Organizer 1: Pratik Govindrao Ghumade, Payatu
Speaker 1: Pratik Govindrao Ghumade, Technical Community, Western European and Others Group (WEOG)
Speaker 2: Pratik Govindrao Ghumade, Private Sector, Asia-Pacific Group
Speaker 3: Pratik Govindrao Ghumade, Technical Community, Western European and Others Group (WEOG)
Birds of a Feather - Classroom - 90 Min
What is the prevalence of trolling and does this vary by type of social media platform? What is the profile of ‘typical’ trolls (may include motivation, the rationale for choosing victims, number of victims, the prevalence of trolls, etc) Is trolling a stepping stone/gateway to other negative behaviors? Can any differences be identified in the online and offline behavior of trolls? What is the profile of ‘typical’ victims (may include gender, age, political beliefs, religious beliefs, etc)? What impact does trolling have on victims' online and offline behavior? Can any practical methods be identified to challenge trolling? How effective have past interventions been?
Online harassment is a digital rights issue. At its worst, it causes real and lasting harms to its targets, a fact that must be central to any discussion of harassment. Unfortunately, it's not easy to craft laws or policies that will address those harms without inviting government or corporate censorship and invasions of privacy—including the privacy and free speech of targets of harassment. But, as we discuss below, there are ways to craft effective responses, rooted in the core ideals upon which the Internet was built, to protect the targets of harassment and their rights.
GOAL 4: Quality Education
GOAL 5: Gender Equality
GOAL 16: Peace, Justice and Strong Institutions
GOAL 17: Partnerships for the Goals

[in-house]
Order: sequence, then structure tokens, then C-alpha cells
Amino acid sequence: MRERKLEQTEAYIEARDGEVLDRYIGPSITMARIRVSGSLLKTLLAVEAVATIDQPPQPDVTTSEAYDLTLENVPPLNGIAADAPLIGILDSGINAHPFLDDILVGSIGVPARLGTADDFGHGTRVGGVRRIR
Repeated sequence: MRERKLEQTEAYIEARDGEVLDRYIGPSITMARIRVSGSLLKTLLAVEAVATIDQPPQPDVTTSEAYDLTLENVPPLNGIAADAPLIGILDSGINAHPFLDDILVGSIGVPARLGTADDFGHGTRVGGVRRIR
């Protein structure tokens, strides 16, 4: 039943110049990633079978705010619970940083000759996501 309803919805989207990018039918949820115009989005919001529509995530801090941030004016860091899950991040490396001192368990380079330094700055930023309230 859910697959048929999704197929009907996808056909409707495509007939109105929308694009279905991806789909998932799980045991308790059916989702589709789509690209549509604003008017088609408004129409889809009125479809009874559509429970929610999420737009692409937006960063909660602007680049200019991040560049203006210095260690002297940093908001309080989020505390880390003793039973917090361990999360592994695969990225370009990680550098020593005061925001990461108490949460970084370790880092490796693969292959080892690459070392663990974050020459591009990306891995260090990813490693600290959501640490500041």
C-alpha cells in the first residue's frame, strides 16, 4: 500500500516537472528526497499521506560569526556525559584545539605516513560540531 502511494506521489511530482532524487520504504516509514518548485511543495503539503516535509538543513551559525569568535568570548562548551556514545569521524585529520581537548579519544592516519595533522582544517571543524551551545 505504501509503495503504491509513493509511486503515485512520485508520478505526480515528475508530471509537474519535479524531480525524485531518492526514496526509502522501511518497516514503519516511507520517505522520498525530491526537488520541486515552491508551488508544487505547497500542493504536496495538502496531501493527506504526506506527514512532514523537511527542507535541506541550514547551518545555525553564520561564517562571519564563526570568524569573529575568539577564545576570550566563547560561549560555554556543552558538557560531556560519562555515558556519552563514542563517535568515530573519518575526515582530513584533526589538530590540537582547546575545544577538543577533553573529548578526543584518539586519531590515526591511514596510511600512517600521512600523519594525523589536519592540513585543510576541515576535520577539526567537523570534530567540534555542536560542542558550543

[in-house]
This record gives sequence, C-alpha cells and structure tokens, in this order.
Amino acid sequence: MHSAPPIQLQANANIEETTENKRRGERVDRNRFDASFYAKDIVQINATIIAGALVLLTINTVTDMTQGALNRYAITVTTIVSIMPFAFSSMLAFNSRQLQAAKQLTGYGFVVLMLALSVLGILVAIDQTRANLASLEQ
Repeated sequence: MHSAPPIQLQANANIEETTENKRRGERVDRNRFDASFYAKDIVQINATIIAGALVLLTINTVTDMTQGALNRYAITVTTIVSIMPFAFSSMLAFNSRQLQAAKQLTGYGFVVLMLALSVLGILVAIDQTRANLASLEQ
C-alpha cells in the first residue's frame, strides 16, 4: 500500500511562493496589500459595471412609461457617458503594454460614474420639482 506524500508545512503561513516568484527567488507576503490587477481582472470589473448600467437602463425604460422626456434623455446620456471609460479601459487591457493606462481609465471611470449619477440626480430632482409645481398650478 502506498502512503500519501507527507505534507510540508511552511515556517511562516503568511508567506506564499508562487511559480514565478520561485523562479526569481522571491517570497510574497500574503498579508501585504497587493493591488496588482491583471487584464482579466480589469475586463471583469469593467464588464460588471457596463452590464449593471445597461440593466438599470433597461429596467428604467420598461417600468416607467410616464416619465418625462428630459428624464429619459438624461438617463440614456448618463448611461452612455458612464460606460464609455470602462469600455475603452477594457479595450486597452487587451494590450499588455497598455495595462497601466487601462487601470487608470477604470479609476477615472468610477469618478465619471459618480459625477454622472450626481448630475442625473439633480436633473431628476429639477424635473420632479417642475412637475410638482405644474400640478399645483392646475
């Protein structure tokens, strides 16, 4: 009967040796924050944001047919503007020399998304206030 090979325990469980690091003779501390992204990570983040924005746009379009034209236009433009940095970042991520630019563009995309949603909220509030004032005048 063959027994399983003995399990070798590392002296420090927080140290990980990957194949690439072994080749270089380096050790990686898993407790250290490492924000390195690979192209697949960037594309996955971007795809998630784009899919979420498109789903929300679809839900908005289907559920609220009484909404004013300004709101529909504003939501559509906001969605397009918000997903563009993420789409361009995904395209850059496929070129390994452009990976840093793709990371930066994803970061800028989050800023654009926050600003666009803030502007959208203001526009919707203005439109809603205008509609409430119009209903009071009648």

Outline: Internet used by hundreds of millions of people around the world is a platform to debate, network, and share information. But for many including women, non-binary or genderqueer individuals, journalists, activists, human rights defenders, public figures, and politicians, the Internet is a platform where violence, abuse, and trolling against them are flourishing. These individuals/groups are increasingly facing online abuse and harassment that poisons genuine debate and, in some cases, can lead to real psychological harm. This solutions-oriented workshop will discuss how individuals/groups can address and combat doxing online abuse/harassment, and trolling (including state-sponsored trolling). Description: This workshop will: inform participants about the risks of online abuse in the context of ‘information disorder’; help participants to recognize threats, and provide skills development and tools to assist in combatting online abuse. Intended Agenda: Introduction ~ 5 mins Our moderator will start this session with an introduction of different speakers and elaboration on the agenda and background of the workshop. Who is at risk or who is the prime target on the internet? With case studies. ~ 10 mins Moderator will open the session by talking about who are the prime targets on the internet. Moderator will talk about different studies conducted and why these are prime targets. Patterns in online abuse/harassment and trolling ~ 5 mins Recognizing and Responding to ‘Trolling’ and ‘Astroturfing’ ~ 5 mins Digital Safety Threats and Defensive Strategies ~ 10 mins Proposals for responses and solutions at the individual level, by organizations, and by platforms ~ 10 mins Platforms and government policies around online abuse/harassment and trolling ~ 10 mins Round Table Discussion ~ 20 mins Questions and Answers ~ 10 mins We will also open up the floor for the remote participants to comment and ask questions. Our on-site and online moderators will facilitate this session and may ask follow-up questions to encourage participants to interact. Summery ~ 5 mins The moderator will summarize the discussions. Speakers will be able to add final remarks if they wish.